First-time home buyers should be aware of negative equity risk

By Gerv Tacadena

First-home buyers should practice caution when entering the lucrative markets of New South Wales and Victoria

For many first home buyers, the removal of stamp duty in New South Wales (NSW) and Victoria could signal the right time to enter the housing market, but CoreLogic believes this should instead spur extra caution, given the current market landscape.

CoreLogic principal researcher and industry watcher Cameron Kusher said one of the most pressing concerns involves the risk of negative equity in NSW and Victoria properties.

Recent data shows that home values in the two states are on a steady decline -- across NSW, values have already fallen 2.4% from their peak in August 2017, with Sydney values slipping by 3.1%. In Victoria, values were down by 0.1% from their peak in November as Melbourne values decline by 0.4%.

"While those declines may sound quite minor, first home buyers are generally most sensitive to changes in interest rates.  Although rates are currently expected to be on hold until early 2019, the combination of already falling dwelling values and potentially higher mortgage rates in the medium-term, these factors should raise some alarm bells for potential buyers," Kusher said.

The volume of home loans to first buyers in NSW and Victoria has, in fact, climbed substantially over the past month: From July to December 2017, there were 14,279 first home buyer finance commitments in New South Wales and 18,675 in Victoria.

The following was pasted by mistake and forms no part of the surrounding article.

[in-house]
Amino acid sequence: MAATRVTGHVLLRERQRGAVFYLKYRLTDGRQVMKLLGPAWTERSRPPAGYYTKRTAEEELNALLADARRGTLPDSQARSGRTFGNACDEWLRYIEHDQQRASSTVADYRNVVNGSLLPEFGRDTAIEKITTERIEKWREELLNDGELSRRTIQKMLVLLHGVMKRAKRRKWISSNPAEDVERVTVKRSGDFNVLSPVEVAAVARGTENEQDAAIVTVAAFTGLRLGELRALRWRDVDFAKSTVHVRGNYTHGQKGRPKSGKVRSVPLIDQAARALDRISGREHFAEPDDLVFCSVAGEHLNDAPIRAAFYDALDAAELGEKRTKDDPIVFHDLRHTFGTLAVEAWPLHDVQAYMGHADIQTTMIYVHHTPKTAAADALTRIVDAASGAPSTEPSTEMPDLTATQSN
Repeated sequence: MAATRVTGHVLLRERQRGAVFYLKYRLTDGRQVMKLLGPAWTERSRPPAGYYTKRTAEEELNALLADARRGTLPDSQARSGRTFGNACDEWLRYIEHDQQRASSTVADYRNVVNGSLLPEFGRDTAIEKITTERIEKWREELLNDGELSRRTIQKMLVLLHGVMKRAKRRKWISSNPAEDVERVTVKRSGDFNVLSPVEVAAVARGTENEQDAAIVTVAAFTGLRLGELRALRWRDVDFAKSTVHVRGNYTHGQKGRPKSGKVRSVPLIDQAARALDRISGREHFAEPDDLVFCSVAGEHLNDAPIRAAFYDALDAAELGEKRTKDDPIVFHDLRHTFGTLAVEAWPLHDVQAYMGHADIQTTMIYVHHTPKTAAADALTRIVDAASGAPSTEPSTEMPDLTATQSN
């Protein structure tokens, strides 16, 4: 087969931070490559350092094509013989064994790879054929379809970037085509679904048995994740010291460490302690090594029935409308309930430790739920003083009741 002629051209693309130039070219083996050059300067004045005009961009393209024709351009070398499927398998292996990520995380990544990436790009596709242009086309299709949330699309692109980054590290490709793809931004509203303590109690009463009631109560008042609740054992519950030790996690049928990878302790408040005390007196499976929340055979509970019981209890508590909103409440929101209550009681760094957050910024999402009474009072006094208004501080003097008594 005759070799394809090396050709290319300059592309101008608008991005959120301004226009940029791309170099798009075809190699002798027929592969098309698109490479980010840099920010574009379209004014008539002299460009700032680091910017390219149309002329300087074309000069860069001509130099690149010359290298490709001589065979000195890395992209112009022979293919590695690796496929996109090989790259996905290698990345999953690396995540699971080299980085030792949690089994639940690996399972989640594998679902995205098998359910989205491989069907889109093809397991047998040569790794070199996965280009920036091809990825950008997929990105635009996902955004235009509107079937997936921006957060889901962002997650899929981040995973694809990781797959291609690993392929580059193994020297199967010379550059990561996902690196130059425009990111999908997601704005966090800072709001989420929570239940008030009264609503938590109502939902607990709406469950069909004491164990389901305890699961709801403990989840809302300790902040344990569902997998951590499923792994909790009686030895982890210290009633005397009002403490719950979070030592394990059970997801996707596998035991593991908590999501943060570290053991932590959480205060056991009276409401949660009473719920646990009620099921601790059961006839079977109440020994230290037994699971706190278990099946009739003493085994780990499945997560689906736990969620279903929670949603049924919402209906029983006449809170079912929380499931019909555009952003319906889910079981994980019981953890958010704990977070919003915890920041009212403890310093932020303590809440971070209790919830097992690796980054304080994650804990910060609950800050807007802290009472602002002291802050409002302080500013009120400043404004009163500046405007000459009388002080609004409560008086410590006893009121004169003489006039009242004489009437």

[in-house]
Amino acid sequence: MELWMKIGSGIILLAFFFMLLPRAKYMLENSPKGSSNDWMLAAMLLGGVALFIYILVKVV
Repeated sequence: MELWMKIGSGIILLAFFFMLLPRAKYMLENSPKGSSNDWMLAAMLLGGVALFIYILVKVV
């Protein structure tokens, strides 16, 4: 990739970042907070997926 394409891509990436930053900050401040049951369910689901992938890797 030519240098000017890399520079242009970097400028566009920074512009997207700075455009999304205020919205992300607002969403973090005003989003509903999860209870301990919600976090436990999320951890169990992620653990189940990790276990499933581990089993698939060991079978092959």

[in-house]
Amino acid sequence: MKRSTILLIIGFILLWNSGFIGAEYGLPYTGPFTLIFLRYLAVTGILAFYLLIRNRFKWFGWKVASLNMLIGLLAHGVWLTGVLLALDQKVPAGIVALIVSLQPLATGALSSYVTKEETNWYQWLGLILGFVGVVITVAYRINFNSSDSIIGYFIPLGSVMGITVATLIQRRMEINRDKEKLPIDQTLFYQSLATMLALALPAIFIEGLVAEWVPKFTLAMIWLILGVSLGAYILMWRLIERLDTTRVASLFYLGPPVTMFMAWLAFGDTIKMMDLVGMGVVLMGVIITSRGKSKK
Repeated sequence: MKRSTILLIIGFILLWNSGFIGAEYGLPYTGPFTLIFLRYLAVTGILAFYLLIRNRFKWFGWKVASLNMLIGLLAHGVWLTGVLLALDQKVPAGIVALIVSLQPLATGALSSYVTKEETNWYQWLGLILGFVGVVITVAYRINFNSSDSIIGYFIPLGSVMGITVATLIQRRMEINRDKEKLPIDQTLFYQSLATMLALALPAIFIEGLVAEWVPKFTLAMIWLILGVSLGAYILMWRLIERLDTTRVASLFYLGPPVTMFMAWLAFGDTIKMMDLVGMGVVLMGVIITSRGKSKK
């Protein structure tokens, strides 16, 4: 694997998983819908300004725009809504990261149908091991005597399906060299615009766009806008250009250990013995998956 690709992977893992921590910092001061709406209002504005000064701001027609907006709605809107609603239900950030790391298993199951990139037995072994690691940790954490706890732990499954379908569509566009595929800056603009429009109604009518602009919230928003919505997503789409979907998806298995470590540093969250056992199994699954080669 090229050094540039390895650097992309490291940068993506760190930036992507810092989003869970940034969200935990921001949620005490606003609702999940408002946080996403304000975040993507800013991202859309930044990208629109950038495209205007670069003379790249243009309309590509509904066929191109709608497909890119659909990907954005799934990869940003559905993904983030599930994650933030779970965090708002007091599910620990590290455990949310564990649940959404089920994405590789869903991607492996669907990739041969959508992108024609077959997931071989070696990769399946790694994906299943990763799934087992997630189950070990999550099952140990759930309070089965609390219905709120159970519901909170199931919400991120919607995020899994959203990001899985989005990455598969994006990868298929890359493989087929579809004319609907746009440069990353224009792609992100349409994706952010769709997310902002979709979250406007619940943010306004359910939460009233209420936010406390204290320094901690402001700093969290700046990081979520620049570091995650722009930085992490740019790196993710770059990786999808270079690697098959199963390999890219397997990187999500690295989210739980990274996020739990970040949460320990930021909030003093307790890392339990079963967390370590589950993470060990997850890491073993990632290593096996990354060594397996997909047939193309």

Average loan sizes have also increased following the stamp duty changes. In NSW, average loans grew by 1.3%  – suggesting that first home buyers entering the market are not using the relief from stamp duty to borrow more. Things were different in Victoria where the 7.0% jump in the average loan size indicates that the stamp duty concessions are resulting in borrowers opting for larger mortgages.

Armed with this knowledge, Kusher believes that the best option for potential first home buyers is to remain on the sidelines for longer.

"By doing this you potentially avoid going into negative equity immediately, you potentially buy at a lower price and you have time to save an even larger deposit for your mortgage," he said.

"Furthermore, for well-qualified borrowers with substantial deposits banks are competing heavily and offering substantial discounts for owner-occupiers taking out principal and interest mortgages so if you take time and shop around you may be able to get a really good mortgage rate."

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